29. 29.
    Jefferson, T. (1998). Redundant publication in biomedical sciences: Scientific misconduct or necessity? Science and Engineering Ethics, 4(2), 135–140.CrossRefGoogle Scholar
  30. 30.
    Lynch, A. (1994). Ethics in dental research. Publication of research: The ethical dimension. Journal of Dental Research, 73(11), 1778–1782.Google Scholar
  31. 31.
    Smith, M. M. (1992). Chiropractic research: The ethics. Journal of Manipulative and Physiological Therapeutics, 15(8), 536–541.Google Scholar
  32. 32.
    Whitbeck, C. (1995). Truth and trustworthiness in research. Science and Engineering Ethics, 1(4), 403–416.CrossRefGoogle Scholar
  33. 33.
    Holaday, M., & Yost, T. E. (1995). A preliminary investigation of ethical problems in publication and research. Journal of Social Behavior and Personality, 10(2), 281–291.Google Scholar
  34. 34.
    Mojon-Azzi, S. M., & Mojon, D. S. (2004). Scientific misconduct: from salami slicing to data fabrication. Ophthalmic Research, 36(1), 1–3.CrossRefGoogle Scholar
  35. 35.
    Dale, J. A., Schmitt, C. M., & Crosby, L. A. (1999). Misrepresentation of research criteria by orthopaedic residency applicants. The Journal of Bone and Joint Surgery. American Volume, 81(12), 1679–1681.Google Scholar
  36. 36.
    Frankel, M. S. (1994). Ethics in research: Current issues for dental researchers and their professional society. Journal of Dental Research, 73(11), 1759–1765.Google Scholar
  37. 37.
    Hernon, P., & Altman, E. (1995). Misconduct in academic research: its implications for the service quality provided by university libraries. Journal of Academic Librarianship, 21(1), 27–37.CrossRefGoogle Scholar
  38. 38.
    Wocial, L. D. (1995). The role of mentors in promoting integrity and preventing scientific misconduct in nursing research. Journal of Professional Nursing, 11(5), 276–280.CrossRefGoogle Scholar
  39. 39.
    Illingworth, R. (2004). Fraud and other misconduct in biomedical research. British Journal of Neurosurgery, 18(4), 325–327.CrossRefGoogle Scholar
  40. 40.
    Meyer, III, W. M. & Bernier, Jr., G. M. (2002). Potential cultural factors in scientific misconduct allegations. In N. H. Steneck & M. D. Scheetz (Eds.), Investigating research integrity: Proceedings of the first ORI research conference on research integrity. Rockville, MD: Office of Research Integrity.Google Scholar
  41. 41.
    Jones, A. H. (2003). Can authorship policies help prevent scientific misconduct? What role for scientific societies? Science and Engineering Ethics, 9(2), 243–256.CrossRefGoogle Scholar
  42. 42.
    Denzin, N. K., & Lincoln, Y. S. (1998a). Part I: Methods of collecting and analyzing empirical materials. In N. K. Denzin, & Y. S. Lincoln (Eds.), Collecting and interpreting qualitative methods (pp. 35–45). Thousand Oaks, CA: Sage Publications.Google Scholar
  43. 43.
    Miles, M. B., & Huberman, A. M. (1994). An expanded sourcebook: Qualitative data analysis (2nd ed.). Thousand Oaks, CA: Sage Publications.Google Scholar
  44. 44.
    Denzin, N. K., & Lincoln, Y. S. (1998). Strategies of qualitative inquiry. Thousand Oaks, CA: Sage Publications.Google Scholar
  45. 45.
    Patton, M. (1990). Qualitative evaluation and research methods (2nd ed.). Newbury Park: CA: Sage Publications.Google Scholar
  46. 46.
    von Eckartsberg, R. (1996). Existential-phenomenological research. In E. von Eckartsberg (Ed.), Phenomenological inquiry in psychology: Existential and transpersonal dimensions (pp. 3–61). New York: Plenum Press.Google Scholar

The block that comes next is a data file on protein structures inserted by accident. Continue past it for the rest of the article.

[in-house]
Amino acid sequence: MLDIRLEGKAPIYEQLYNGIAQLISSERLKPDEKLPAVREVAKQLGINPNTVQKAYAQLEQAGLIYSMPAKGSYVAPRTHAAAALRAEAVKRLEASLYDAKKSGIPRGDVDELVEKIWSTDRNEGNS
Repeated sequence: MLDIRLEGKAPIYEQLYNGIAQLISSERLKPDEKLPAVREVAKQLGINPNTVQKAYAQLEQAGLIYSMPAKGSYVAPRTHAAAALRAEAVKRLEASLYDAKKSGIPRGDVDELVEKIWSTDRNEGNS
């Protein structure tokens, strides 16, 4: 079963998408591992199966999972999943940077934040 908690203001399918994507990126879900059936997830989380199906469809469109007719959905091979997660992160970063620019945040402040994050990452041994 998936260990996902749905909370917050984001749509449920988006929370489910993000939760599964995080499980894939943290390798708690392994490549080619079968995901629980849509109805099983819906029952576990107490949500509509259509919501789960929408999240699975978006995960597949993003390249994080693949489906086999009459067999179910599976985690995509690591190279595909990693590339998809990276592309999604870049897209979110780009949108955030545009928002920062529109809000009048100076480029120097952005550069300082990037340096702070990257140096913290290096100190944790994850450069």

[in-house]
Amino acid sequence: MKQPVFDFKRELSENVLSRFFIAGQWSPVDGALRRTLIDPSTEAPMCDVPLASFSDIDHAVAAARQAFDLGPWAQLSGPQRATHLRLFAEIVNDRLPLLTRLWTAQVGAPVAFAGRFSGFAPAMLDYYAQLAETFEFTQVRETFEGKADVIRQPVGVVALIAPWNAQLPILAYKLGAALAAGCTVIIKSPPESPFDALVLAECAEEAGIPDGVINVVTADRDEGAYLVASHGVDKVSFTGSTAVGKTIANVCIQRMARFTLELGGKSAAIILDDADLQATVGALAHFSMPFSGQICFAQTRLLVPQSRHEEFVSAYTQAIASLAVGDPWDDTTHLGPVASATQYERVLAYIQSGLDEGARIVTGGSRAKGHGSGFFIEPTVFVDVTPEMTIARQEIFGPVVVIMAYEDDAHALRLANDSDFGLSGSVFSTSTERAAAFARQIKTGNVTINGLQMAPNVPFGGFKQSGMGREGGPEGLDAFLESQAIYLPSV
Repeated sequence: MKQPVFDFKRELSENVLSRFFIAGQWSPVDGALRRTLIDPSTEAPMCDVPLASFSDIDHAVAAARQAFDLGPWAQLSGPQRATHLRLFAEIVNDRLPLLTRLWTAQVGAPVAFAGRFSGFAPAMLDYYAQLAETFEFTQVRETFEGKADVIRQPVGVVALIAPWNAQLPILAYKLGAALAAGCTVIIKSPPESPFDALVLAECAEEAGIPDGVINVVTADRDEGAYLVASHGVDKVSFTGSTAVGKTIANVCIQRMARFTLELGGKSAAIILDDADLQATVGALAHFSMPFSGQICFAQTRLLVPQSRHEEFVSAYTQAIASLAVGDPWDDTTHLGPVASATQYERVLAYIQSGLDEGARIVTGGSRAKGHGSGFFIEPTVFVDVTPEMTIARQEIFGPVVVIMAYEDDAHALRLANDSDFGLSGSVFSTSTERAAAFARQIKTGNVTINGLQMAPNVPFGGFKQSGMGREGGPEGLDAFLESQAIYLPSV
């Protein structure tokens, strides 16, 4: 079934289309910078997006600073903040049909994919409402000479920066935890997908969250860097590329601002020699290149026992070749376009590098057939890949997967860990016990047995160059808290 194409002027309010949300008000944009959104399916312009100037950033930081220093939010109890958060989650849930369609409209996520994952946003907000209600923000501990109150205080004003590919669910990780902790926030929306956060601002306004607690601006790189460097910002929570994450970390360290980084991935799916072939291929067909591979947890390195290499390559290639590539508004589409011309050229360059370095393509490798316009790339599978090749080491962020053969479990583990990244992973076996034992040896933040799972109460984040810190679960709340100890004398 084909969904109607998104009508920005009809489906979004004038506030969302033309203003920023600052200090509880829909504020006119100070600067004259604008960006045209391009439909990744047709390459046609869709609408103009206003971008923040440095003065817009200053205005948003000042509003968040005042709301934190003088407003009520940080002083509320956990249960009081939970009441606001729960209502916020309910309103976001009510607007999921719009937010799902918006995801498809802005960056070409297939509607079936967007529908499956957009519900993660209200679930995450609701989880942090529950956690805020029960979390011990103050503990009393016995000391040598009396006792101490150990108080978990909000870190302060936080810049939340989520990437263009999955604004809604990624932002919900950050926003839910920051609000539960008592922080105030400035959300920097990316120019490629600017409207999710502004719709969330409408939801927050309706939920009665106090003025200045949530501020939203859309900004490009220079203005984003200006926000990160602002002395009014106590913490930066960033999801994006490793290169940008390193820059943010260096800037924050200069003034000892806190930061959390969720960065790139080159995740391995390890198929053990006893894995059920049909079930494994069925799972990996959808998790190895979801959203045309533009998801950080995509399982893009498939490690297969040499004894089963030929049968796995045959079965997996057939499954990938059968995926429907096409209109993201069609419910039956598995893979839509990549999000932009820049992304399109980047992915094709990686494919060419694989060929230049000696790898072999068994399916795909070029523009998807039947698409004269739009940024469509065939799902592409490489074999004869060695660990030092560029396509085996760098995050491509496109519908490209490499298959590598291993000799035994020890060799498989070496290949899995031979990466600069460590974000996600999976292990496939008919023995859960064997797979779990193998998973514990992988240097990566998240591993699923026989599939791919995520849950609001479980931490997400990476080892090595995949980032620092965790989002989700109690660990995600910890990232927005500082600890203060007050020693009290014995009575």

47. 47.
    Webster’sII New College Dictionary (1986). New York: Houghton Mifflin Co.Google Scholar
  48. 48.
    Trochim, W. (1989). An introduction to concept mapping for planning and evaluation. Evaluation and Program Planning, 12(1), 87–110.CrossRefGoogle Scholar
  49. 49.
    Trochim, W. (1993). Reliability of concept mapping. Paper presented at the Annual Conference of the American Evaluation Association, Dallas, Texas.Google Scholar
  50. 50.
    Trochim, W. (1989). Concept mapping: Soft science or hard art? Evaluation and Program Planning, 12(1), 1–16.CrossRefGoogle Scholar
  51. 51.
    Davis, J. E. (1989). Construct validity in measurement: A pattern matching approach. Evaluation and Program Planning, 12(1), 31–36.CrossRefGoogle Scholar
  52. 52.
    Marquart, J. M. (1989). A pattern matching approach to assess the construct validity of an evaluation measurement. Evaluation and Program Planning, 12(1), 37–43.CrossRefGoogle Scholar
  53. 53.
    Linton, R. (1989). Conceptualizing feminism: Clarifying social concepts. Evaluation and Program Planning, 12(1), 25–30.CrossRefGoogle Scholar
  54. 54.
    Shern, D. L., Trochim, W. K., & LaComb, C. A. (1995). The use of concept mapping for assessing fidelity of model transfer: An example from psychiatric rehabilitation. Evaluation and Program Planning, 18(2), 143–153.CrossRefGoogle Scholar
  55. 55.
    Mannes, M. (1989). Using concept mapping for planning the implementation of a social technology. Evaluation and Program Planning, 12(1), 67–74.CrossRefGoogle Scholar
  56. 56.
    Wenger, N. S., Korenman, S. G., Berk, R., & Berry, S. (1997). The ethics of scientific research: An analysis of focus groups of scientists and institutional representatives. Journal of Investigative Medicine, 45(6), 371–380.Google Scholar
  57. 57.
    SPSS, I. (2004). SPSS 13.0 for windows.
  58. 58.
    Sykes, G., & Matza, D. (1957). Techniques of neutralization: A theory of delinquency. American Sociological Review, 22(6), 664–670.CrossRefGoogle Scholar
  59. 59.
    Heitman, E., & Bulger, R. E. (2005). Assessing the educational literature in the responsible conduct of research for core content. Accountability in Research, 12(3), 207–224.Google Scholar

Copyright information

© Springer Science+Business Media B.V. 2007

Authors and Affiliations

  • Mark S. Davis
    • 1
    Email author
  • Michelle Riske-Morris
    • 2
  • Sebastian R. Diaz
    • 3
  1. 1.Criminal Justice Research CenterThe Ohio State UniversityColumbusUSA
  2. 2.Justice Research & Advocacy, Inc.AmherstUSA
  3. 3.College of Human Resources and EducationWest Virginia UniversityMorgantownUSA

Personalised recommendations